** Budget Summary 2020/21


** The Federal Budget has presented an opportunity to take stock of the cumulative effect of both the health and economic crisis we are currently facing.

This historic budget has announced enormous support to business and individuals through the pandemic with the prime focus of rebuilding our economy.


* Threshold for the 19 percent tax rate will be lifted to $45,000 and the 32.5 percent threshold to $120,000.
* Tax cuts brought forward two years to be backdated to 1 July 2020.
* Low and middle-income tax offset of $1,080 kept for an extra year.
* Flattening of the rate for those earning between $45,000 – $200,000 from 1 July 2020.
* Capital Gains Tax removed for granny flats.

* Instant asset write-offs expanded to businesses with turnover of up to $5 billion until June 30, 2022.
* Small and medium business can carry back losses incurred to June 30, 2022 to offset profits booked since 2018-19.
* Extending tax concessions for small business.

* New JobMaker hiring credit to encourage business to employ younger workers, paid for a year at $200 a week for those aged 16 to 29 years old or $100 a week for those aged 30 to 55 years old.
* New hires must work at least 20 hours a week to be eligible for JobMaker.

* Mental health focus to double the number of Medicare-funded psychological services from 10 to 20 consultations.
* Funding of $1.7 billion for COVID-19 vaccines, plus $24.7 million to ensure there are enough syringes to deliver shots when they are available.
* Additional 23,000 aged home care packages at a cost of $1.6 billion.

* Wage subsidy for apprentices and trainees to be extended for new hires at a cost of $1.2 billion over the next four years.
* $1 billion in extra research funding for universities in the next year, plus nearly $300 million for 12,000 new undergraduate places in 2021.
* $251.8 million over two years for 50,000 new higher education short courses in agriculture, health, IT, science, and teaching.

* Adding $10 billion to build and upgrade roads, rail, and bridges as part of the decade-long infrastructure plan.
* Extra $2 billion for road safety upgrades and $1 billion for local councils to upgrade local roads, footpaths, and street lighting – all on a “use it or lose it” basis.
* A new 10-year rolling plan of priority water infrastructure projects will be developed with $2 billion set aside for dams, weirs, and pipelines.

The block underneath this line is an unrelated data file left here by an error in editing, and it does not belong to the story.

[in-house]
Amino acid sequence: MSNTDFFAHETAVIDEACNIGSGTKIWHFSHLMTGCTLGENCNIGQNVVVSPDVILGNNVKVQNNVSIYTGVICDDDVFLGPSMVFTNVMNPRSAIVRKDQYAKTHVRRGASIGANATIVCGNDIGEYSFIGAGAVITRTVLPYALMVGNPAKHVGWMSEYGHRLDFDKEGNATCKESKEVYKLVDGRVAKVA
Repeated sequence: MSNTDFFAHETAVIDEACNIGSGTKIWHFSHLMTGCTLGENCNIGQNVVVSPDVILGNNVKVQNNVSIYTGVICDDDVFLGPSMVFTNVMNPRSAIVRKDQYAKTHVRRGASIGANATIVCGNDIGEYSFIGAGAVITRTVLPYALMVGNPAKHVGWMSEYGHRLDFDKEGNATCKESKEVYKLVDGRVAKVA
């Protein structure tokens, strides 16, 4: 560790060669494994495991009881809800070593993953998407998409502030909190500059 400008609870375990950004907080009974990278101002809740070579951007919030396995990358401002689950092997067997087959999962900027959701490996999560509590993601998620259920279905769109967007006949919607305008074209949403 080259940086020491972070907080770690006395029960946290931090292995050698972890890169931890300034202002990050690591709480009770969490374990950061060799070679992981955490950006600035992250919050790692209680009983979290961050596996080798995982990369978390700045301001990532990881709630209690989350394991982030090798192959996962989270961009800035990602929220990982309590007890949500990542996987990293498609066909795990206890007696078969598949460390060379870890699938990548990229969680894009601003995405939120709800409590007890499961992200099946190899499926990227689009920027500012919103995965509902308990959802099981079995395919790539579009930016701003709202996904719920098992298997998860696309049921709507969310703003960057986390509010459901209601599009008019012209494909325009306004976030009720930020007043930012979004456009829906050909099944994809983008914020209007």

Note: These changes are proposals only and may or may not be made law

Full Summary – Taxation, Business & Employment


Personal Income Tax Cuts
Proposed Effective date: 1 July 2020

The Government has announced that it will bring forward Stage Two of its already legislated personal income tax cuts which will now commence from 1 July 2020 instead of the original start date of 1 July 2022.

Stage Three of the Personal Income Tax Plan remains unchanged and is currently due to commence from 1 July 2022.

The following table summarises the tax rates and thresholds applicable in Stage Two and Three:

Current Proposed
Tax rate
(excluding Medicare) From 1 July 2018 From 1 July 2020
(previously from 1 July 2022) From 1 July 2024
0% $0 – $18,200 $0 – $18,200 $0 – $18,200
19% $18,201 – $37,000 $18,201 – $45,000 $18,201 – $45,000
30% $45,001 – $200,000
32.5% $37,001 – $90,000 $45,001 – $120,000
37% $90,001 – $180,000 $120,001 – $180,000
45% > $180,000 > $180,000 > $200,000

Low Income Tax Offset (LITO) & Low- and Middle-Income Tax Offset (LMITO)
The Government has also announced that the legislated increase to the Low Income Tax Offset from $445 to $700 will be brought forward to 1 July 2020 instead of 1 July 2022.

The Low- and Middle-Income Tax Offset (LMITO) will continue as a one-off additional benefit during the 2020-21 tax year.

The below table summarises the Low-Income Tax Offset (LITO)

Taxable Income ($) Amount of the LITO from 1 July 2020 ($)

37,500 or less 700
37,501 to 45,000 700 less 5 per cent of excess over 37,500
45,001 to 66,667 325 less 1.5 per cent of excess over 45,000

The below table summarises the Low- and- Middle-Income Tax Offset (LMITO)

Taxable Income ($) Amount of the from 1 July 2020 ($)

37,000 or less 700
37,001 to 48,000 255 plus 7.5 per cent of excess over 37,000
48,001 to 90,000 1,080
90,001 to 126,000 1,080 less 3.0 per cent of excess over 90,000

The proposed tax cuts should clear the way for necessary adjustments to be made to Pay-As-You-Go (PAYG) withholding tax tables for employers to apply from employees’ salary and wages, giving many employees more in their take-home pay as early as 1 November 2020 potentially.

The back-dating of the tax cuts to 1 July 2020 will however mean that for some, they will only receive the full benefit of the reduced income tax on their earnings to date following lodgement of their 2021 income tax returns after June 2021.

Capital Gains Tax removed for granny flats
Proposed Effective date: 1 July 2021

An exemption for granny flat arrangements have been announced where there is a formal written agreement for a family member to reside on the relevant property (either in the same home or a separate building).

The exemption will apply to arrangements with older Australians or those with a disability.


Instant asset write-off
Proposed Effective date: 6 October 2020

The Government will extend the tax incentives that currently apply to business capital investment announced early this year as part of the COVID-19 stimulus package, with the aim of driving investment and jobs growth.

This write-off will support businesses with aggregated annual turnover of less than $5 billion. It will enable eligible businesses to claim a tax deduction for the full cost of eligible capital assets.